University of the Philippines Visayas
| Western Visayas|
Dr. Macario N. Napulan (Liberal)
Miagao (also written Miag-ao) is a first class municipality in the province of Iloilo, Philippines. According to the 2010 census, it has a population of 68,412 people. Miagao is considered as the "Onion Capital of the Visayas". It is located in the Western Visayas region of the Philippines, 40 kilometres (25 mi) southwest of Iloilo City.
The town center of the municipality lies on the western bank of the Tumagbok River, the largest river in the municipality. The poblacion is made up of eight barangays.
The town holds their patronal fiesta in honor of St. Thomas of Villanova (more commonly known as Sto. Tomas de Villanueva) every September 22 that lasts several days.
The name of Miagao has many disputed etymologies. One of the most popular, and probably the most widely accepted version is that the name of the town was derived from a plant named Miagos. Miagos or Osmoxylon lineare is a flowering plant from the family Araliaceae that used to grow abundantly in the area when the Spaniards came. Because of its abundance in the area, the Spaniards named the place Miagos which later became Miagao. Another version, according to Rev. Fr. Lorenzo Torres of Igbaras, is that a native named Miyagaw was asked by the Spaniards for the name of the place but gave his name instead.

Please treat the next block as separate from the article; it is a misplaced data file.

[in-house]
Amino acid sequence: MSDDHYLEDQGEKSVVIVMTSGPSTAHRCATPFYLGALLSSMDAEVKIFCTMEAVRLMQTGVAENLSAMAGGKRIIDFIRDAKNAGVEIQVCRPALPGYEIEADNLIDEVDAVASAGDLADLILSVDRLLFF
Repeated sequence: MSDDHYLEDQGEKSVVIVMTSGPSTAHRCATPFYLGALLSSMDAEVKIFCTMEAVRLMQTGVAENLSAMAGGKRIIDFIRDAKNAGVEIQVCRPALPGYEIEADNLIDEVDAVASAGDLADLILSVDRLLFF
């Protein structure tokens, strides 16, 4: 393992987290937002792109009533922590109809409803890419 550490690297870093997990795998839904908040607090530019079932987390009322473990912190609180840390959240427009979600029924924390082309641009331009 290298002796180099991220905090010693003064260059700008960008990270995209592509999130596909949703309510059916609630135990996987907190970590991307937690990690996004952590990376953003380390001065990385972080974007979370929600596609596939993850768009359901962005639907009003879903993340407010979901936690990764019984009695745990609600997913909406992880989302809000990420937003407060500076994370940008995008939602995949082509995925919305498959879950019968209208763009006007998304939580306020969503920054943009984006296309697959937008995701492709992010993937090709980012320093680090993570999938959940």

Miagao gained its independence as a municipality in 1716. Prior to that, it used to be a part of an arrabal of four different towns in southern Iloilo. Until 1580, Miagao was an arrabal of Oton. From 1580 until 1652, it was an arrabal of Tigbauan. It was an arrabal of Suaraga (now San Joaquin) from 1652 to 1703 and before becoming independent, it became an arrabal of Guimbal from 1703 to 1716. In 1731, Miagao had its first capitan and teniente mayor (now equivalent to mayor and vice mayor) after an election was held in Guimbal under the supervision of Victorino C. Ma., an authorized representative of the governor.
The town center of Miagao is located on top of a hill overlooking Panay Gulf. This remote location of Miagao helped the town defend itself from the frequent raids by Moro pirates in the 16th to 19th century that plagued many neighboring towns and caused whole town-centers to relocate towards Iloilo City. Thus, Miagao and its surrounding area grew without hindrance and with little outside influence.
Miagao is a coastal town with a hilly to mountainous terrain. Most of the flat areas in the municipality are found either in coasts or along the towns major rivers which include the Naulid, Tumagbok, Oyaoy, Bacauan, Tabunacan, Oyungan, Lanutan, and San Rafael rivers. A mountain range forms a natural boundary between Miagao and the province of Antique to the north.